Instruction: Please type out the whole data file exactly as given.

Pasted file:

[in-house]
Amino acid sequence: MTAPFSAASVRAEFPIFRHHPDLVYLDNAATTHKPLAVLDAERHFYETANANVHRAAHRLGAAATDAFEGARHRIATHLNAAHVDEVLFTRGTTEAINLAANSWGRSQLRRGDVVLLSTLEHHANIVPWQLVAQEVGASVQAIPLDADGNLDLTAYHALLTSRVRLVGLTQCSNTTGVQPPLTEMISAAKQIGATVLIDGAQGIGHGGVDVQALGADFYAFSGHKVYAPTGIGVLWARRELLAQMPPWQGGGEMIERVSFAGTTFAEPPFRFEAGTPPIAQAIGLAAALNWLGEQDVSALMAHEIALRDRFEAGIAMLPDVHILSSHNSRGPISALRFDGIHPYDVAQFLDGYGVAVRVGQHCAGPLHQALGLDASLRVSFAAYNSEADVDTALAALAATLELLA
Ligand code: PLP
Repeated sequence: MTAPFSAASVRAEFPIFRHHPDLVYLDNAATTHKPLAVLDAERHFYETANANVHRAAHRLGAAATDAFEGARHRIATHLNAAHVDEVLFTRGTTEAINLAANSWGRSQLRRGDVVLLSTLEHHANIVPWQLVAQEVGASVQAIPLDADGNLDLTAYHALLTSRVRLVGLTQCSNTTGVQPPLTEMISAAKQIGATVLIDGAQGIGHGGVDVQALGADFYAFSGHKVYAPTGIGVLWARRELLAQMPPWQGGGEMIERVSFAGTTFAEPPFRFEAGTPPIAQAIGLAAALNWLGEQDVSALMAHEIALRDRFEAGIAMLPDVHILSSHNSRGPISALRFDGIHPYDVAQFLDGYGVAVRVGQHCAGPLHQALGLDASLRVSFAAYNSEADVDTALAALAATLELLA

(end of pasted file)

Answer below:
[in-house]
Amino acid sequence: MTAPFSAASVRAEFPIFRHHPDLVYLDNAATTHKPLAVLDAERHFYETANANVHRAAHRLGAAATDAFEGARHRIATHLNAAHVDEVLFTRGTTEAINLAANSWGRSQLRRGDVVLLSTLEHHANIVPWQLVAQEVGASVQAIPLDADGNLDLTAYHALLTSRVRLVGLTQCSNTTGVQPPLTEMISAAKQIGATVLIDGAQGIGHGGVDVQALGADFYAFSGHKVYAPTGIGVLWARRELLAQMPPWQGGGEMIERVSFAGTTFAEPPFRFEAGTPPIAQAIGLAAALNWLGEQDVSALMAHEIALRDRFEAGIAMLPDVHILSSHNSRGPISALRFDGIHPYDVAQFLDGYGVAVRVGQHCAGPLHQALGLDASLRVSFAAYNSEADVDTALAALAATLELLA
Ligand code: PLP
Repeated sequence: MTAPFSAASVRAEFPIFRHHPDLVYLDNAATTHKPLAVLDAERHFYETANANVHRAAHRLGAAATDAFEGARHRIATHLNAAHVDEVLFTRGTTEAINLAANSWGRSQLRRGDVVLLSTLEHHANIVPWQLVAQEVGASVQAIPLDADGNLDLTAYHALLTSRVRLVGLTQCSNTTGVQPPLTEMISAAKQIGATVLIDGAQGIGHGGVDVQALGADFYAFSGHKVYAPTGIGVLWARRELLAQMPPWQGGGEMIERVSFAGTTFAEPPFRFEAGTPPIAQAIGLAAALNWLGEQDVSALMAHEIALRDRFEAGIAMLPDVHILSSHNSRGPISALRFDGIHPYDVAQFLDGYGVAVRVGQHCAGPLHQALGLDASLRVSFAAYNSEADVDTALAALAATLELLA